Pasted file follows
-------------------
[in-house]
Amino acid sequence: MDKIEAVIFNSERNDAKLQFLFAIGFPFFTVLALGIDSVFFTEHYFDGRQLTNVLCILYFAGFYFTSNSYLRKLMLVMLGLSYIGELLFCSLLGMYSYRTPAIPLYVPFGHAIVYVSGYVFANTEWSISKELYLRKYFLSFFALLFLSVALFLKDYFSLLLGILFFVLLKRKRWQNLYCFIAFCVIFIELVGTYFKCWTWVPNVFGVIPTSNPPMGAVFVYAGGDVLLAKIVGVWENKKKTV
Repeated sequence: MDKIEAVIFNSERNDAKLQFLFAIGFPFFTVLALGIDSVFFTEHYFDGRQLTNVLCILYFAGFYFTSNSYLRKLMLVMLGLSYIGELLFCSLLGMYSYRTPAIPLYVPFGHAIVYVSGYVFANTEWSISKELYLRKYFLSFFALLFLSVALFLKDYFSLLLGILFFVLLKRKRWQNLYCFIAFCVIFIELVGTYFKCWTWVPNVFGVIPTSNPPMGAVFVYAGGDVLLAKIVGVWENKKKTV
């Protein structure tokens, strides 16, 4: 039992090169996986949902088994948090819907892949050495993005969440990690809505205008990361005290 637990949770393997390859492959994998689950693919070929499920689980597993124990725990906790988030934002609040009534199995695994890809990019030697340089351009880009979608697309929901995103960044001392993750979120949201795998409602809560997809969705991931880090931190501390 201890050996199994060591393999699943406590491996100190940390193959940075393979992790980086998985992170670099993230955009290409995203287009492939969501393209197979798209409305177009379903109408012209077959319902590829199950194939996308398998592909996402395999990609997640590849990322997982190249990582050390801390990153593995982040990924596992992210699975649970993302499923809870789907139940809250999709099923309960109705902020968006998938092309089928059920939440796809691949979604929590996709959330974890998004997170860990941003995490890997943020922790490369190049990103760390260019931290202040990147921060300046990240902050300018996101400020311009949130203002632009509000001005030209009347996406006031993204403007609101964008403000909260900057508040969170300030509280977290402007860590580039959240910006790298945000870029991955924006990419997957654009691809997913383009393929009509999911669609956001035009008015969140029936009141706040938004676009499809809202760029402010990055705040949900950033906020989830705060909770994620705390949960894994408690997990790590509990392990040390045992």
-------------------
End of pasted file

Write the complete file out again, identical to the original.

[in-house]
Amino acid sequence: MDKIEAVIFNSERNDAKLQFLFAIGFPFFTVLALGIDSVFFTEHYFDGRQLTNVLCILYFAGFYFTSNSYLRKLMLVMLGLSYIGELLFCSLLGMYSYRTPAIPLYVPFGHAIVYVSGYVFANTEWSISKELYLRKYFLSFFALLFLSVALFLKDYFSLLLGILFFVLLKRKRWQNLYCFIAFCVIFIELVGTYFKCWTWVPNVFGVIPTSNPPMGAVFVYAGGDVLLAKIVGVWENKKKTV
Repeated sequence: MDKIEAVIFNSERNDAKLQFLFAIGFPFFTVLALGIDSVFFTEHYFDGRQLTNVLCILYFAGFYFTSNSYLRKLMLVMLGLSYIGELLFCSLLGMYSYRTPAIPLYVPFGHAIVYVSGYVFANTEWSISKELYLRKYFLSFFALLFLSVALFLKDYFSLLLGILFFVLLKRKRWQNLYCFIAFCVIFIELVGTYFKCWTWVPNVFGVIPTSNPPMGAVFVYAGGDVLLAKIVGVWENKKKTV
């Protein structure tokens, strides 16, 4: 039992090169996986949902088994948090819907892949050495993005969440990690809505205008990361005290 637990949770393997390859492959994998689950693919070929499920689980597993124990725990906790988030934002609040009534199995695994890809990019030697340089351009880009979608697309929901995103960044001392993750979120949201795998409602809560997809969705991931880090931190501390 201890050996199994060591393999699943406590491996100190940390193959940075393979992790980086998985992170670099993230955009290409995203287009492939969501393209197979798209409305177009379903109408012209077959319902590829199950194939996308398998592909996402395999990609997640590849990322997982190249990582050390801390990153593995982040990924596992992210699975649970993302499923809870789907139940809250999709099923309960109705902020968006998938092309089928059920939440796809691949979604929590996709959330974890998004997170860990941003995490890997943020922790490369190049990103760390260019931290202040990147921060300046990240902050300018996101400020311009949130203002632009509000001005030209009347996406006031993204403007609101964008403000909260900057508040969170300030509280977290402007860590580039959240910006790298945000870029991955924006990419997957654009691809997913383009393929009509999911669609956001035009008015969140029936009141706040938004676009499809809202760029402010990055705040949900950033906020989830705060909770994620705390949960894994408690997990790590509990392990040390045992």